Sometimes the universe…

November 23rd, 2023Sometimes the universe…

Sometimes the universe puts the right people in the right places – and on the day of the (tragic Daylesford) accident (Sunday, November 5) more than a dozen off-duty healthcare professionals from across the state were in the vicinity.

Sometimes the universe puts the right people in the right places – and on the day of the (tragic Daylesford) accident (Sunday, November 5) more than a dozen off-duty healthcare professionals from across the state were in the vicinity.

They all stepped up and without hesitation the emergency medical response was underway. Many of the healthcare professionals are employed by Central Highlands Rural Health.

Speaking with Community Health & Wellbeing operations manager Shane Richardson (pictured above), it’s obvious he is emotional about the past couple of weeks, when expressing how proud and inspired he is by those who provided immediate care for the victims and witnesses to this tragic event.

Funded by the state Department of Health, CHRH is the lead agency for delivering the psychosocial health response, and working together with Hepburn Shire Council, CHRH had established a drop-in mental health support space in Raglan Street within 24 hours of the event.

Over the first week, a team of seven counsellors helped 64 people either with face-to-face or over the phone counselling. There had been a move to close at the end of the working week but the decision was made to continue over the weekend to be available to support community attending Remembrance Day services and mourners visiting the scene from Melbourne’s Indian and Sikh communities.

“Our counsellors were present and available every day for the whole week. We saw people as they needed help, there was no barrier to seeking support. Many people who came in opened up with ‘I need to talk to someone’.”

Mr Richardson said more than 120 hours of direct care and follow up, was provided during this time, with people able to return multiple times. “We had a combination of counsellors available; mental health accredited social workers, drug and alcohol counsellors and trauma-informed practitioners. We were also very fortunate and appreciative that we had current and former staff make themselves available to ensure that we had the best fit for the nature of the event. All have strong trauma-informed experience.”

Mr Richardson said other community agencies also supported his organisation and staff with Uniting, and Ballarat Community Health providing additional key workers. “The community health organisations just came together and worked seamlessly, and everyone was looking out for each other, ready to respond.”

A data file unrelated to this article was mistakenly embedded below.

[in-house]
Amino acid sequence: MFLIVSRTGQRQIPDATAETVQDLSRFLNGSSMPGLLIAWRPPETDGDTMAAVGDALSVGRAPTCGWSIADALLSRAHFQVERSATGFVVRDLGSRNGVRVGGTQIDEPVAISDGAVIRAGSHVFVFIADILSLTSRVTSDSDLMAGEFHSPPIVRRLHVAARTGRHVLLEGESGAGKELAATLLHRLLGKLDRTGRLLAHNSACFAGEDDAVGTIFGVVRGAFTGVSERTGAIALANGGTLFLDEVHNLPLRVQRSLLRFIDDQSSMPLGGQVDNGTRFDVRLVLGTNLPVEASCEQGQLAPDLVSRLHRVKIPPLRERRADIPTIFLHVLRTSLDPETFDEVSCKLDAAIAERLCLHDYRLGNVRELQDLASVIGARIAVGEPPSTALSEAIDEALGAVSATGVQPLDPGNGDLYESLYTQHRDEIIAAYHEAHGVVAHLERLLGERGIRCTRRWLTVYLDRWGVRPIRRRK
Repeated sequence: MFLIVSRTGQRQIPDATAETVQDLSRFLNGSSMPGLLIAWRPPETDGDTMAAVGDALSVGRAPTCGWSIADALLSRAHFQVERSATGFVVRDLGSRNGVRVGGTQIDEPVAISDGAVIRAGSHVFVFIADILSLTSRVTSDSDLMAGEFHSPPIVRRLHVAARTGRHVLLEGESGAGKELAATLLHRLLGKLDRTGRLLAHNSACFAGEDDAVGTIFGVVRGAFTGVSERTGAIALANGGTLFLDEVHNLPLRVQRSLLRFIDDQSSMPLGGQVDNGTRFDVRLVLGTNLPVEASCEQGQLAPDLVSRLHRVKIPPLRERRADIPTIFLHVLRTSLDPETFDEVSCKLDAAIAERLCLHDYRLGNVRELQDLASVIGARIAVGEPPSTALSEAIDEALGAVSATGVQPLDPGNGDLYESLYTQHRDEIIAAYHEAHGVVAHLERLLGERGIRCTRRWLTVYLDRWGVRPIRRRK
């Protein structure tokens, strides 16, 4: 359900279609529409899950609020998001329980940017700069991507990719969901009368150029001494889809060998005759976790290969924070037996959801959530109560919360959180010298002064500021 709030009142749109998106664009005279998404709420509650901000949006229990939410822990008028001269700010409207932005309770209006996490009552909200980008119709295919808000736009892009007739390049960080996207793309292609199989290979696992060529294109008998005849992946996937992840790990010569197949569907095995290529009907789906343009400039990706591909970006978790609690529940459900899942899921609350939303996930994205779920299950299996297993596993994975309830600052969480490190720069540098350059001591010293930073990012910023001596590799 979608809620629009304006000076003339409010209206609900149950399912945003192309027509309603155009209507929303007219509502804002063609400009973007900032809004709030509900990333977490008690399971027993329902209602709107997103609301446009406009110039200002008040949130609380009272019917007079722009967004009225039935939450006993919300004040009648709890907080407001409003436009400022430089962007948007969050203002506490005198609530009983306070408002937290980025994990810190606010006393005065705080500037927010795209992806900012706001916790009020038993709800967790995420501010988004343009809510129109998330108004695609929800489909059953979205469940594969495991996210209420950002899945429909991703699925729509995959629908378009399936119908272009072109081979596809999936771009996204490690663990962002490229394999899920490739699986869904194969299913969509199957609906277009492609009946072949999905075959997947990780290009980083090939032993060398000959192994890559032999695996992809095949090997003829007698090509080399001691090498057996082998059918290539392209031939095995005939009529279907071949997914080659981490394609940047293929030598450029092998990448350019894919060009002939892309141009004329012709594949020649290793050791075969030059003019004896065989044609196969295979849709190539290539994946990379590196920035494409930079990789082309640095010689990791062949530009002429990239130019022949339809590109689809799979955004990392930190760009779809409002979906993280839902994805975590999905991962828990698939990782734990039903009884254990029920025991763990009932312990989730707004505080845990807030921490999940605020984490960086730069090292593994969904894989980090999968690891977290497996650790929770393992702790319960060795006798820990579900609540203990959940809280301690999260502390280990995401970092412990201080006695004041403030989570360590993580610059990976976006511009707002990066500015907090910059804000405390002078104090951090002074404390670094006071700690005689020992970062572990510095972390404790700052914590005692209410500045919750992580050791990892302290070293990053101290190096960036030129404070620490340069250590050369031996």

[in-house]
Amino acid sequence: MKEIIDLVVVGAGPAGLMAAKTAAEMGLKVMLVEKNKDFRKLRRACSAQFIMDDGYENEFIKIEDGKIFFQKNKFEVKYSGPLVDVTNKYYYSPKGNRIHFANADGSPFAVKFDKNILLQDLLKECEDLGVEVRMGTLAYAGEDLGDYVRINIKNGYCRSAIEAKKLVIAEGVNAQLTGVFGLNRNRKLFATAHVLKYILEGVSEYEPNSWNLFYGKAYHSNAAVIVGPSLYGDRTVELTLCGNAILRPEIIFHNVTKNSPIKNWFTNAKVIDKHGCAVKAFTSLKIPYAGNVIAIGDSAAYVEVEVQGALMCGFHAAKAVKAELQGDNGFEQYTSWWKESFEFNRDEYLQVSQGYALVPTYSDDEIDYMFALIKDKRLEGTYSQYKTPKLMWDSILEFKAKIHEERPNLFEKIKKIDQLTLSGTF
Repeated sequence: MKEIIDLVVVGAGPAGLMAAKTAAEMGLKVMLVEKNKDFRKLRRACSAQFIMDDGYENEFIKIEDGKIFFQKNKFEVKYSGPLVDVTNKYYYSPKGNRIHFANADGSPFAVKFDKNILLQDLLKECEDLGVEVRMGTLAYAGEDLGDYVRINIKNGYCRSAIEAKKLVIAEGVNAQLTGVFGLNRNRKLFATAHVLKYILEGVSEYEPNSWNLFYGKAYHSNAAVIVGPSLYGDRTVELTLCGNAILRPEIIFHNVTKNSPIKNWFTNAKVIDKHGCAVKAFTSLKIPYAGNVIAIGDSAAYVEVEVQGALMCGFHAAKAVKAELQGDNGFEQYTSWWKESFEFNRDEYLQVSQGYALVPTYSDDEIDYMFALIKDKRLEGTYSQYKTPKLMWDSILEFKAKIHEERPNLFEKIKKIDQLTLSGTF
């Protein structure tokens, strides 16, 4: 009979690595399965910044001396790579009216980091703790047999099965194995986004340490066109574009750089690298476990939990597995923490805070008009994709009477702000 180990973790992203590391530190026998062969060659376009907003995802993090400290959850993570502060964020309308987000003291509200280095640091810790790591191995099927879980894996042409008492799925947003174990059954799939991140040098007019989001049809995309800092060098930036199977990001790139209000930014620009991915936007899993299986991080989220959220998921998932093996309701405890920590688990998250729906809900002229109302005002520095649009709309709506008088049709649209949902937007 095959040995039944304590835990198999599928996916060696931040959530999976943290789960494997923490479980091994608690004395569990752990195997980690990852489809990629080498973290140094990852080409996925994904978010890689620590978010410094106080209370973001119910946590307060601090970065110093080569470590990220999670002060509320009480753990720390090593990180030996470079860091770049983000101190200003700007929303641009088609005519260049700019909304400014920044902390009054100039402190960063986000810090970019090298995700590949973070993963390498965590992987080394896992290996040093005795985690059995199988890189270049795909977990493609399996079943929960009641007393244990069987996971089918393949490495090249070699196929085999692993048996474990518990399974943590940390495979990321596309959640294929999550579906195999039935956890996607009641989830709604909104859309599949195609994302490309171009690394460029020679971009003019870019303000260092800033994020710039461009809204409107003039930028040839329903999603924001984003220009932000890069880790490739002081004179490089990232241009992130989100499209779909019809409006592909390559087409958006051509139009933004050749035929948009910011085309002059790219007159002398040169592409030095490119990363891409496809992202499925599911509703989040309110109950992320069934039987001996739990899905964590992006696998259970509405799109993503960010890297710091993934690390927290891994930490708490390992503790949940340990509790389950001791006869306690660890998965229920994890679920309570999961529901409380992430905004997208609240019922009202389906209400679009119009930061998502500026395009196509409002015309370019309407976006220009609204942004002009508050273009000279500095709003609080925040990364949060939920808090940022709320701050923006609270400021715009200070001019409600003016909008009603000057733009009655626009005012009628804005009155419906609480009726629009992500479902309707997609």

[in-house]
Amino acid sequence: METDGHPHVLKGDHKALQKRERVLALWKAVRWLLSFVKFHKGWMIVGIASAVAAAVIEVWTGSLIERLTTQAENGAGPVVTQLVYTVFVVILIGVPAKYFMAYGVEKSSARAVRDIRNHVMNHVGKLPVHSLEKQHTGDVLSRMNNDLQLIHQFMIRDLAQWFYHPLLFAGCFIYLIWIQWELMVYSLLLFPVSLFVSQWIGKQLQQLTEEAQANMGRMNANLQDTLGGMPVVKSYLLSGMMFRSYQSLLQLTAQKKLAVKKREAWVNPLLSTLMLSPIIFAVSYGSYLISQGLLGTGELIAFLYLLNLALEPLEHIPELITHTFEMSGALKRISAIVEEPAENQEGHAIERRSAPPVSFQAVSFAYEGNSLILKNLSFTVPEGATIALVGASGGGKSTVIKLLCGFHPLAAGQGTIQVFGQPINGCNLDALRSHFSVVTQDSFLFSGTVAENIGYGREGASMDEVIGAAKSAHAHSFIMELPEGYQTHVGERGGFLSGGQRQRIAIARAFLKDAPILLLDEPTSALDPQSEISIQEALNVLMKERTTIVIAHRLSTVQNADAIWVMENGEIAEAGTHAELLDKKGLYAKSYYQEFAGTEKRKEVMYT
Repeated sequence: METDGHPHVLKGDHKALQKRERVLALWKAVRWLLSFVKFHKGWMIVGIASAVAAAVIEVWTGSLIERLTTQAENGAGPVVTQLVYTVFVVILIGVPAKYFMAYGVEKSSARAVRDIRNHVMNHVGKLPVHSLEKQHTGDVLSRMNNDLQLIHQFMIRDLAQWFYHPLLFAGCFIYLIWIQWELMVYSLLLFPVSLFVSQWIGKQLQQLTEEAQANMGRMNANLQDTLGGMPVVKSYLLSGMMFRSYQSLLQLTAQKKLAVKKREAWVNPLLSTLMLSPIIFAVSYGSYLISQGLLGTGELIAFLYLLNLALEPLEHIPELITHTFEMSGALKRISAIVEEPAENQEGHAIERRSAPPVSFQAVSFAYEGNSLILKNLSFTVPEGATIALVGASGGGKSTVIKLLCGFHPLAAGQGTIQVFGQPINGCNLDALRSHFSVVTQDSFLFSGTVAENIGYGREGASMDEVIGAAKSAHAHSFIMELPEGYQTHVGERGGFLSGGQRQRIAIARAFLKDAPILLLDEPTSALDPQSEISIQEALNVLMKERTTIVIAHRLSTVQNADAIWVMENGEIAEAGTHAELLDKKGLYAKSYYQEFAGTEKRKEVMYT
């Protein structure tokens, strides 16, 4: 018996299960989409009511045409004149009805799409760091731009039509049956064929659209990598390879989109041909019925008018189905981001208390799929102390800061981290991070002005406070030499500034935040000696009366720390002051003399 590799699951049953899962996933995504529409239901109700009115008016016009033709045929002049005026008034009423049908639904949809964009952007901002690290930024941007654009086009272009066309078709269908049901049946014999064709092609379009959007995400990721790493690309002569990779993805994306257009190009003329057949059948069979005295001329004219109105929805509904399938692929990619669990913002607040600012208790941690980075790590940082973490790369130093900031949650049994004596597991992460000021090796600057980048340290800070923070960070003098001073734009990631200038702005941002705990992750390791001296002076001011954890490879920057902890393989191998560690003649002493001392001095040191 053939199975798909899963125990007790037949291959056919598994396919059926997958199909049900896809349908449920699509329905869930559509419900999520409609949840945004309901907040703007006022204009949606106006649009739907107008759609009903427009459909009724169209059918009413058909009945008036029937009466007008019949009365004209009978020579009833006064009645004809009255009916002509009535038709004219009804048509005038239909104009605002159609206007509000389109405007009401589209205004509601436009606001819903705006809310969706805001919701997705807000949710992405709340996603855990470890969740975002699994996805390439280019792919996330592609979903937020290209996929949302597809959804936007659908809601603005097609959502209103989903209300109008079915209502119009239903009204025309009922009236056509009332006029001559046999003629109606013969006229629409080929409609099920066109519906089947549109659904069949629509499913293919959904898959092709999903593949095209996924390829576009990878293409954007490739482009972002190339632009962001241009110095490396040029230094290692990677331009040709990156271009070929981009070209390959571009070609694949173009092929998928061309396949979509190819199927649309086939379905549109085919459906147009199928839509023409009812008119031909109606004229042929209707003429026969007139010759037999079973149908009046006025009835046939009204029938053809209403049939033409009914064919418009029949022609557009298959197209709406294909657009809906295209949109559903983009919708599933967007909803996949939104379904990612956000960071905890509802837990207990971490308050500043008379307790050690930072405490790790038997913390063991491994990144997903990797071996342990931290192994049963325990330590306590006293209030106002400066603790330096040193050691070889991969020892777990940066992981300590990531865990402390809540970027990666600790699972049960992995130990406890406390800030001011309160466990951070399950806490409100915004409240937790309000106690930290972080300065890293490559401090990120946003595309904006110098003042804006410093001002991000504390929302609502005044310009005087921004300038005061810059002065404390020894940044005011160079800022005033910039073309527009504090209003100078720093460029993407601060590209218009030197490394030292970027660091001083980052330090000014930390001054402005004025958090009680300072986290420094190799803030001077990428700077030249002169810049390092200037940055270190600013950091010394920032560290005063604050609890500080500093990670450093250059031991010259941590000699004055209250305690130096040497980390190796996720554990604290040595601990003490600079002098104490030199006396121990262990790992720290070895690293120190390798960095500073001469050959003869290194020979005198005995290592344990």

A number of trauma debriefings have been held taking in healthcare-based first responders and staff from directly impacted hospitality businesses. There is a calendar of future debriefing/support gatherings planned in consultation with those most affected. “We will be there when people are ready – whether that is this week, next week, next month or next year. We have a commitment from Uniting to continue providing key worker support from now until whenever it is no longer needed.”

Along with his staff and other healthcare workers, Mr Richardson has high praise for emergency services including Ambulance Victoria, Victoria Police, the various local CFA crews who turned out, Springs Medical and Hepburn Shire Council.

Mr Richardson said the Council of Churches and Red Cross support workers had also done a wonderful job reaching out to people for a week.

“Further, VicPol has been amazing, continuing to have an active police presence focused on supporting the community recovery. And the community has been amazing as well – witnesses who just stepped in to help any way they could that night. People like our healthcare workers, who were out enjoying a Sunday night.

“This event has had a profound impact on many people – it is the most traumatic community event I have been involved in – and we have faced some pretty challenging times over the years. Being such a public location, with hospitality workers and visitors from many countries present at the time, the impact has been felt so widely. We have fielded calls seeking support from across the country. And of
course, with the Indian and Sikh communities – it is sadly worldwide. The incident’s scale and reach are phenomenal.

“The fundamental thing for me is that everyone has worked collaboratively, at the top of their game, and made sure they are listening to the needs of the community. The community wanted a vigil and a vigil was organised, they wanted a church service and we had one. The council and every agency involved is listening, sharing and collaborating to best respond to what the community is indicating they need.”

Mr Richardson said while it was “a terrible, terrible incident”, to watch people stepping forward to help in any way was the most rewarding thing he had seen in a 25-year career in healthcare. “Our community has just been amazing.”

Back to top